Rebecca Jacobson
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My Name is What? My Name is Who?

July 16, 2010 @ 2:22 AM | Permalink

I have never been one for nicknames. As a child, I hated the name Becky, and after meeting a whole string of Beccas I disliked (sorry), that option was out as well. My elementary school soccer coach called me Beckers and my eight grade math teacher dubbed me Jake (because of Jacobson), but neither handle survived. A high school friend mashed my first and last names to make Rebjac, and this one actually had some holding power. But I still prefer Rebecca.

In Malawi, however, I have found myself entertaining all variety of new labels and names. Mzungu/azungu (white person, less respectfully/more respectfully) tops the chart, but the name-calling doesn’t stop there. I’m also mama, mami, sister, baby, friend, girlfriend, customer, you, and all of these in Chichewa. Hardly noteworthy — every foreign young woman receives this kind of attention. But sometimes locals know my real name, and I’m always pleased with their variations. Malawians tend to spell my name “Rabecca” (my bank card even identifies me this way — every time I slide it into an ATM, the screen shouts “GOOD AFTERNOON RABECCA!”), and the confusion over L and R in Chichewa means I’m sometimes called “Labecca.” In Ndirande, the township where I’m doing my research, I often buy samosas from a young boy who calls me “Rabe” (no, not pronounced like the bitter broccoli leaf). And when I visit Mrs. Mkutu’s house, she places her two-month old grandson in my arms and announces the arrival of “Auntie Rebecca.”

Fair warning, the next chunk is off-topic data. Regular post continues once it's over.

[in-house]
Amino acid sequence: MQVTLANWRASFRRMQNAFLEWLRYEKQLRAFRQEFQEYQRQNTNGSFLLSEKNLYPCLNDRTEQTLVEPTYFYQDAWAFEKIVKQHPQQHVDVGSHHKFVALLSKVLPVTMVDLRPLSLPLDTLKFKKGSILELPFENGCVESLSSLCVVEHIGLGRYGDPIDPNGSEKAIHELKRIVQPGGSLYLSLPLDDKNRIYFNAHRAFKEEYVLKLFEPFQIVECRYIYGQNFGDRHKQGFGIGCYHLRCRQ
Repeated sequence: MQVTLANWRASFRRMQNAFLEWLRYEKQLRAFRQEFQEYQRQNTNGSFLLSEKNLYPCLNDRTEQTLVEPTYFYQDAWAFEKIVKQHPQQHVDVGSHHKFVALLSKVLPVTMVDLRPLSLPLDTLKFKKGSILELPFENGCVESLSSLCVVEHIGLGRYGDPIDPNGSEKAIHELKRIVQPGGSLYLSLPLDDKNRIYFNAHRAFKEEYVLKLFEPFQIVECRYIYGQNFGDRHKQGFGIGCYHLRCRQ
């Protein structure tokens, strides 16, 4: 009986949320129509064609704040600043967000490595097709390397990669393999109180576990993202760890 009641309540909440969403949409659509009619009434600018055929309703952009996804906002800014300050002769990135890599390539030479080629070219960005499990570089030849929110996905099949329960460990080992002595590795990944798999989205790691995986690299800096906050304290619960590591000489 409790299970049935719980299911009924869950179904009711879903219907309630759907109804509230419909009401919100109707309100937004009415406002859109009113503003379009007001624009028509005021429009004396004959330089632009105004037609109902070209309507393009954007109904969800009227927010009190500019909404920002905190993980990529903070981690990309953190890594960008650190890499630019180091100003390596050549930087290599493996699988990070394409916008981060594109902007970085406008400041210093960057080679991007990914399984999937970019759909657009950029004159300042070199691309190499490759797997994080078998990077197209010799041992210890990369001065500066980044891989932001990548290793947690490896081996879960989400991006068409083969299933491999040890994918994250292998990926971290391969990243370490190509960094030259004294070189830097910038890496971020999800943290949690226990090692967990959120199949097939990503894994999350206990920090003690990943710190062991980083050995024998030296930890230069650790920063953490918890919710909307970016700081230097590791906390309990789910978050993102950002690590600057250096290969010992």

But my two favorite soubriquets have nothing to do with my given name. The first is “azungu dala,” a name I’ve heard only twice but would continue to welcome. I was in Ndirande the first time, trudging up a dusty hill with a Malawian friend. She gently punched my shoulder, laughing and repeating the name to herself, “azungu dala, azungu dala.” I asked her to explain. “It’s like a white person, but a white person who —” she paused. “It’s like ‘mwana dala,’ someone who looks like a child but isn’t a child.” I considered this. “So I look like a white person, but I’m not one?” I asked. She wasn’t entirely sure how to answer. But I heard the same name later that week, this time while disembarking from a minibus. I’ve decided to take it as a compliment — I may look like a white person, sure, but I also take local transport and spend my time in gritty urban townships, and maybe that makes me something else.

The second moniker has even more curious origins, and may not even qualify as a nickname, but let’s run with it, ok? Several weeks ago, I tromped to the market to buy a table and chairs for my house. Lacking transport, I hired two men to carry the furniture home for me. We cut quite the spectacle — me in front, chomping on groundnuts, and the men behind, balancing heavy wooden furniture on their sweaty bald heads. As we made the last turn to my house, I greeted the cluster of women and children who gather there to sell sugarcane and fried balls of dough and cell phone credit. They looked at us with surprise and confusion. “Ndilibe galimoto!” I called — “I don’t have a car!” They hooted with laughter, and we continued on our way.

Several days later, I rounded that same corner, this time alone. I smiled and waved at an adolescent girl. “Ndilibe galimoto!” she called, then pointed at me and ran in the opposite direction. I shrugged. It’ll do.


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Rebecca: I love the ending and I LOVE the second picture with the bright blue guy and the sepia tobacco. Angela

Angela Allen on Trafficking in Tobacco 2009-09-29

Thanks Angela! The second photo is my favorite as well.

Rebecca Jacobson on Trafficking in Tobacco 2009-09-30

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